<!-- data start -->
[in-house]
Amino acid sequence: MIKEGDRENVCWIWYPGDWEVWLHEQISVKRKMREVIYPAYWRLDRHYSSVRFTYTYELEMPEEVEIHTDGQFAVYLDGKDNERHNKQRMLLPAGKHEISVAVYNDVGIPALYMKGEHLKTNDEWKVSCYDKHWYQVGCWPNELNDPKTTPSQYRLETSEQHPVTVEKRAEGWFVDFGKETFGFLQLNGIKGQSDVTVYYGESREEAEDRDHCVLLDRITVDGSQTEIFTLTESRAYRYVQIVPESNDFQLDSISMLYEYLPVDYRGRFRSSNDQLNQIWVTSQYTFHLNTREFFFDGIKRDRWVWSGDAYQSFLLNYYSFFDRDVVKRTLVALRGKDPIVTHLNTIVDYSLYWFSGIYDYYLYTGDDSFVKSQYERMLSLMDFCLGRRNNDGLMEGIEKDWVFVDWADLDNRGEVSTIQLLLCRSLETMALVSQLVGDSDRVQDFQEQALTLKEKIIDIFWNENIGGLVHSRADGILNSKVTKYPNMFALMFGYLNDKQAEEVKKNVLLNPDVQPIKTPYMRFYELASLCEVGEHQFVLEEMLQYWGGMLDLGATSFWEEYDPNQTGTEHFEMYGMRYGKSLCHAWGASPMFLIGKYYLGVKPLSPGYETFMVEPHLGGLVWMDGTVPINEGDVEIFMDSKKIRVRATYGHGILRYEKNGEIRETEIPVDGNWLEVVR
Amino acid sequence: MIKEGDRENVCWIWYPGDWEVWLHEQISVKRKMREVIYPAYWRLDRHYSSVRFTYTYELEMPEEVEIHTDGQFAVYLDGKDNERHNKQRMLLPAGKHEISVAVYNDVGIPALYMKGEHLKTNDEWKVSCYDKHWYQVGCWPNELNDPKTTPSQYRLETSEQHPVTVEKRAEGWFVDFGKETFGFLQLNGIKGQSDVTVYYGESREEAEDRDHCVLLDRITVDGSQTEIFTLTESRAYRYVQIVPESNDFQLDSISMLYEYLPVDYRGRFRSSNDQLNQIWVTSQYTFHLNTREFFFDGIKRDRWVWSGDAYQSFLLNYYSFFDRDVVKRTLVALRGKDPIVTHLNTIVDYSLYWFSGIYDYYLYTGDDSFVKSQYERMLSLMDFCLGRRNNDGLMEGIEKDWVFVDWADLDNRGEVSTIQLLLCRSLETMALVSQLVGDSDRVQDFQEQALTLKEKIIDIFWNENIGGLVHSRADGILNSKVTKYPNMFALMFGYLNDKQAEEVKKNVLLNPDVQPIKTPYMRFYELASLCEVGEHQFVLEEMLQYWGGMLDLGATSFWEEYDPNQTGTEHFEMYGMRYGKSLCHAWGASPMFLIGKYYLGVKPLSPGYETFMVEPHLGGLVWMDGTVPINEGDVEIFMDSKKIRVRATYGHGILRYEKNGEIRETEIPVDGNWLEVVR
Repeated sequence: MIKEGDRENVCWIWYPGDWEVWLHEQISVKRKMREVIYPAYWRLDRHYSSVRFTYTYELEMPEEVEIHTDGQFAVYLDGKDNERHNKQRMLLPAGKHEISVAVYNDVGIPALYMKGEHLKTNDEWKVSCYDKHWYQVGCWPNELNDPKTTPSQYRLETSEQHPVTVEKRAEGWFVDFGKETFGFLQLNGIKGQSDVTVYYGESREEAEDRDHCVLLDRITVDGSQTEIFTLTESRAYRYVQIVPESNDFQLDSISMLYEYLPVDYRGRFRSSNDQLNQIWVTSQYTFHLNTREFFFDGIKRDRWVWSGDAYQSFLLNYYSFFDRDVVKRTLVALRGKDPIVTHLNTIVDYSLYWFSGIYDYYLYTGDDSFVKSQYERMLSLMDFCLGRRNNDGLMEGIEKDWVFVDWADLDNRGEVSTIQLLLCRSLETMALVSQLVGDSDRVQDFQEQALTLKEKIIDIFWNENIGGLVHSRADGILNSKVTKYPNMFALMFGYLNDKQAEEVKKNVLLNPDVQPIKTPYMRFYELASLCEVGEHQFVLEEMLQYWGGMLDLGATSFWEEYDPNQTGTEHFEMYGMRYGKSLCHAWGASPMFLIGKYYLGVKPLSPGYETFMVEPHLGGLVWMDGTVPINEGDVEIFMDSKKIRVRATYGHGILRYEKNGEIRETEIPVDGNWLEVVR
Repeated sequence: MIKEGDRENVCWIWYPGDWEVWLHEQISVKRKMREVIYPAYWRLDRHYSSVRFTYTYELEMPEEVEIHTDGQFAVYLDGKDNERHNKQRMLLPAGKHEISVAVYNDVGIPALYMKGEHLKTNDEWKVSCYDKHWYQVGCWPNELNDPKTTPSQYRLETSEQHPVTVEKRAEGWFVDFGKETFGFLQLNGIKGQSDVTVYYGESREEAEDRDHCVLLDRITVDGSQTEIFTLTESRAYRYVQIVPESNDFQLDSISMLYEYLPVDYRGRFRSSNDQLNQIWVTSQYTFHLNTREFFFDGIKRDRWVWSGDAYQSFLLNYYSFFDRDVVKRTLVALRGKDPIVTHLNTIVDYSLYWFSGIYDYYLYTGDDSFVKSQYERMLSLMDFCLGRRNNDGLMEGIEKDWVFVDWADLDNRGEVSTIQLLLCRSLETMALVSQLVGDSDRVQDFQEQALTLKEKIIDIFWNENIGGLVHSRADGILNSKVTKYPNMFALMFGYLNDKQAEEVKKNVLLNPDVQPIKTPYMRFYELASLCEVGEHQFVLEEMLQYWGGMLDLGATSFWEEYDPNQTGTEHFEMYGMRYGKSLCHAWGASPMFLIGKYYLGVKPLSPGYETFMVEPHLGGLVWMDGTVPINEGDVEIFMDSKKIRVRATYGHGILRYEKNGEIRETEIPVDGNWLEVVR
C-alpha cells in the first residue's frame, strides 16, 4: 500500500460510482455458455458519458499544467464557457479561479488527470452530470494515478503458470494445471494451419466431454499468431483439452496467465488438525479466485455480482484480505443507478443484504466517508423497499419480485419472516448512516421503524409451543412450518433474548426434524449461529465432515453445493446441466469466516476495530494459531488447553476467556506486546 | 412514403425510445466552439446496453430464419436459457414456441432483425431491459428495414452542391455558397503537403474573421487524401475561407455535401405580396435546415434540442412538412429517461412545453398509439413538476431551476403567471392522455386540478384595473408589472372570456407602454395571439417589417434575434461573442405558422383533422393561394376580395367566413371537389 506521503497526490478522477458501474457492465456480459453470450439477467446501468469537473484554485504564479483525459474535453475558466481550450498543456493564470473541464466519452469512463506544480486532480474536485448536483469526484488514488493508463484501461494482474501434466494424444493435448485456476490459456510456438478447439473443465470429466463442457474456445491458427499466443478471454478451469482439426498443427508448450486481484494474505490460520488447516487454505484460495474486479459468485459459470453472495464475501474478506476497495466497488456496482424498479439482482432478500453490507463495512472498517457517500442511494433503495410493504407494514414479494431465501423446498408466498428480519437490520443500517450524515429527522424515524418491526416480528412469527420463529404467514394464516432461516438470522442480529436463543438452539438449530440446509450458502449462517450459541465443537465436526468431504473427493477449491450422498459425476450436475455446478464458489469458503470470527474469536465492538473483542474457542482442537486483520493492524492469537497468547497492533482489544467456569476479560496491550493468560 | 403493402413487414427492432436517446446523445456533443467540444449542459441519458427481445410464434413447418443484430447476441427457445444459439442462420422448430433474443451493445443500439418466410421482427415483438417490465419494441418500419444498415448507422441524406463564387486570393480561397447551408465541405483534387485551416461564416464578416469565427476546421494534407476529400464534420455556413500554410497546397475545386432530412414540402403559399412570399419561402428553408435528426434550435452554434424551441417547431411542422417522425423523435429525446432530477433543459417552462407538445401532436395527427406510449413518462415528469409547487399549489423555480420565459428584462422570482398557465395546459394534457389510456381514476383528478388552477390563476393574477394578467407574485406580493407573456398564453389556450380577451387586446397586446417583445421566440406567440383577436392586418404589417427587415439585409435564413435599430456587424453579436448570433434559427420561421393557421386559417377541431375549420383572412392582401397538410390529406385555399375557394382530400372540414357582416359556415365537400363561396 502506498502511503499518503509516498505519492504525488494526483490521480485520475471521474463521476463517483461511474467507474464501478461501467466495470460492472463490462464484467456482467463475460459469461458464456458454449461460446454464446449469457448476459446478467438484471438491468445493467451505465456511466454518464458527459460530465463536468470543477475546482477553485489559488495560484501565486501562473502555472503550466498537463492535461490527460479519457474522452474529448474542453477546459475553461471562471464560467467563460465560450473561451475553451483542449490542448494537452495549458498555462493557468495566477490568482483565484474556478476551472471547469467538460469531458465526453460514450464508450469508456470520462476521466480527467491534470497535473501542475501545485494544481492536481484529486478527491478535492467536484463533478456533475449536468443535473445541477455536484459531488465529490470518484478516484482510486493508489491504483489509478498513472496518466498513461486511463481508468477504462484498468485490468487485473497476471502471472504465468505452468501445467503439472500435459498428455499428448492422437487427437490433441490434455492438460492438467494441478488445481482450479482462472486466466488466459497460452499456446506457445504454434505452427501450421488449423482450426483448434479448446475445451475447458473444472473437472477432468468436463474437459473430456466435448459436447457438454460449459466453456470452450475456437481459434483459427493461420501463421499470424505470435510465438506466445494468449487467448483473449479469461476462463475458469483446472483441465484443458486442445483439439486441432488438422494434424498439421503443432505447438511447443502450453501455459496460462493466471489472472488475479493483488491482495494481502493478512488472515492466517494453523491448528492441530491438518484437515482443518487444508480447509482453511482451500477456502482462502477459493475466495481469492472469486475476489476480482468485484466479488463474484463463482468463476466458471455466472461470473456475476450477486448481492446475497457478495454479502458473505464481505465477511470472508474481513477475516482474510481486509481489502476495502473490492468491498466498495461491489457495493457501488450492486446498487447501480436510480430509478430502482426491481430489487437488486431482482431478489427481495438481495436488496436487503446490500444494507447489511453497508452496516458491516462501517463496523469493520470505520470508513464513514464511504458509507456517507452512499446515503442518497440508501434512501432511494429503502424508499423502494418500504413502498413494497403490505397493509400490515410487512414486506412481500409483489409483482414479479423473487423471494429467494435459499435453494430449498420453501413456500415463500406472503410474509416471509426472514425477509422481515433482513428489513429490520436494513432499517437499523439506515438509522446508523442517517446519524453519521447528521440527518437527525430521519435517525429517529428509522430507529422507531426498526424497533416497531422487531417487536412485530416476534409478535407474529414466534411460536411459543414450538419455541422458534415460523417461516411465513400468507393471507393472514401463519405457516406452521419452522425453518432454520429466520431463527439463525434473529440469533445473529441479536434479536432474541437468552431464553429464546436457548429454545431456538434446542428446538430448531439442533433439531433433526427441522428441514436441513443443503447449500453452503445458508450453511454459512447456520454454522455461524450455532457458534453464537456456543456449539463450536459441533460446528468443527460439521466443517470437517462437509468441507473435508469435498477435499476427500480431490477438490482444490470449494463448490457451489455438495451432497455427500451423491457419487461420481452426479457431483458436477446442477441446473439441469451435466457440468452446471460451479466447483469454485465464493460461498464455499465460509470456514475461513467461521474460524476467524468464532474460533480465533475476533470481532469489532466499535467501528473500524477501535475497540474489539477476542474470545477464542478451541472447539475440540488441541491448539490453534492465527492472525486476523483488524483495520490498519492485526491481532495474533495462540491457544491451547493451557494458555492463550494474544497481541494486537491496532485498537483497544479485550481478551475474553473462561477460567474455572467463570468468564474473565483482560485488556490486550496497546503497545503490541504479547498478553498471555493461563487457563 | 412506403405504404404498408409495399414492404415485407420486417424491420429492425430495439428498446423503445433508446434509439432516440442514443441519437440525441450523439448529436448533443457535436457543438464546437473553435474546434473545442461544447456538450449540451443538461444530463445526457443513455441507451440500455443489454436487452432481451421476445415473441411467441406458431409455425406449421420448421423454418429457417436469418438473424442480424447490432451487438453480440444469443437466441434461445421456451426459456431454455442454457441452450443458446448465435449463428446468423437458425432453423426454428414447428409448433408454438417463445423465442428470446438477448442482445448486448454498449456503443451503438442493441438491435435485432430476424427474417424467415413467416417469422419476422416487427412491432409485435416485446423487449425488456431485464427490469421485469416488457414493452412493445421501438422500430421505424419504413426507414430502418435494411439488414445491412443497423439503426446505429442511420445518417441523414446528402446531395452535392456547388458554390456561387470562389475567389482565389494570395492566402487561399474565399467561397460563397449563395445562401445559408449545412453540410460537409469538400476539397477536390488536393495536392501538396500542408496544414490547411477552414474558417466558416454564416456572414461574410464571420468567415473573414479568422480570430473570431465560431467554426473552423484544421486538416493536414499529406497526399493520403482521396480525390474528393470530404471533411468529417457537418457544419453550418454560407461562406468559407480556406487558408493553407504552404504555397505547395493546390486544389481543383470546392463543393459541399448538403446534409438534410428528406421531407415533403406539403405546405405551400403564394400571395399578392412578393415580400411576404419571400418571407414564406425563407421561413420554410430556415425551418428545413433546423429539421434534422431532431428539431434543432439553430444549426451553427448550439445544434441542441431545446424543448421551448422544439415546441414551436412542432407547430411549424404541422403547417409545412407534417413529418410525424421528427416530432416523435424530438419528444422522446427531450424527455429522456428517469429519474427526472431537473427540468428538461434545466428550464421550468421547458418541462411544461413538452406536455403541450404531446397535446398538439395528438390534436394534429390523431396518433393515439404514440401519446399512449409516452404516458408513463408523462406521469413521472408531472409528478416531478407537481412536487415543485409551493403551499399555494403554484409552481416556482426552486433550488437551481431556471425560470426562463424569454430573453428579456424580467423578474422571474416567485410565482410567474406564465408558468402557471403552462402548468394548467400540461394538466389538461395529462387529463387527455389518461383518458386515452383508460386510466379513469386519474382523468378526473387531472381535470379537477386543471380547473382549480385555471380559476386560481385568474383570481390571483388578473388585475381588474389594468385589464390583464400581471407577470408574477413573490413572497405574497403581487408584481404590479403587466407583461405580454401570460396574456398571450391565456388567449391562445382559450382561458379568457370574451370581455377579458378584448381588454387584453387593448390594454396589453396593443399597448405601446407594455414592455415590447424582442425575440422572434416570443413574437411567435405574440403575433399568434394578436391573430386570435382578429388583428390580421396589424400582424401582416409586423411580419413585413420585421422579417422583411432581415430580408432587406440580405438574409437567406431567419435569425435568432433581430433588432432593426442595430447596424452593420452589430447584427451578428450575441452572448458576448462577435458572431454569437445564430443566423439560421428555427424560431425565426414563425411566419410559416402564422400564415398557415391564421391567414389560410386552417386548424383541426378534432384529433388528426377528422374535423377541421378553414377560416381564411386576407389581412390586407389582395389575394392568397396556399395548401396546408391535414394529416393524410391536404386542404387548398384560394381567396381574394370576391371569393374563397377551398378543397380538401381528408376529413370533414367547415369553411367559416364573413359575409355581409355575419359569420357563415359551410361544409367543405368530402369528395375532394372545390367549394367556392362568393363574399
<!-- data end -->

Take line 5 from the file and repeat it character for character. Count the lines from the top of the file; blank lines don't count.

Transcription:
Repeated sequence: MIKEGDRENVCWIWYPGDWEVWLHEQISVKRKMREVIYPAYWRLDRHYSSVRFTYTYELEMPEEVEIHTDGQFAVYLDGKDNERHNKQRMLLPAGKHEISVAVYNDVGIPALYMKGEHLKTNDEWKVSCYDKHWYQVGCWPNELNDPKTTPSQYRLETSEQHPVTVEKRAEGWFVDFGKETFGFLQLNGIKGQSDVTVYYGESREEAEDRDHCVLLDRITVDGSQTEIFTLTESRAYRYVQIVPESNDFQLDSISMLYEYLPVDYRGRFRSSNDQLNQIWVTSQYTFHLNTREFFFDGIKRDRWVWSGDAYQSFLLNYYSFFDRDVVKRTLVALRGKDPIVTHLNTIVDYSLYWFSGIYDYYLYTGDDSFVKSQYERMLSLMDFCLGRRNNDGLMEGIEKDWVFVDWADLDNRGEVSTIQLLLCRSLETMALVSQLVGDSDRVQDFQEQALTLKEKIIDIFWNENIGGLVHSRADGILNSKVTKYPNMFALMFGYLNDKQAEEVKKNVLLNPDVQPIKTPYMRFYELASLCEVGEHQFVLEEMLQYWGGMLDLGATSFWEEYDPNQTGTEHFEMYGMRYGKSLCHAWGASPMFLIGKYYLGVKPLSPGYETFMVEPHLGGLVWMDGTVPINEGDVEIFMDSKKIRVRATYGHGILRYEKNGEIRETEIPVDGNWLEVVR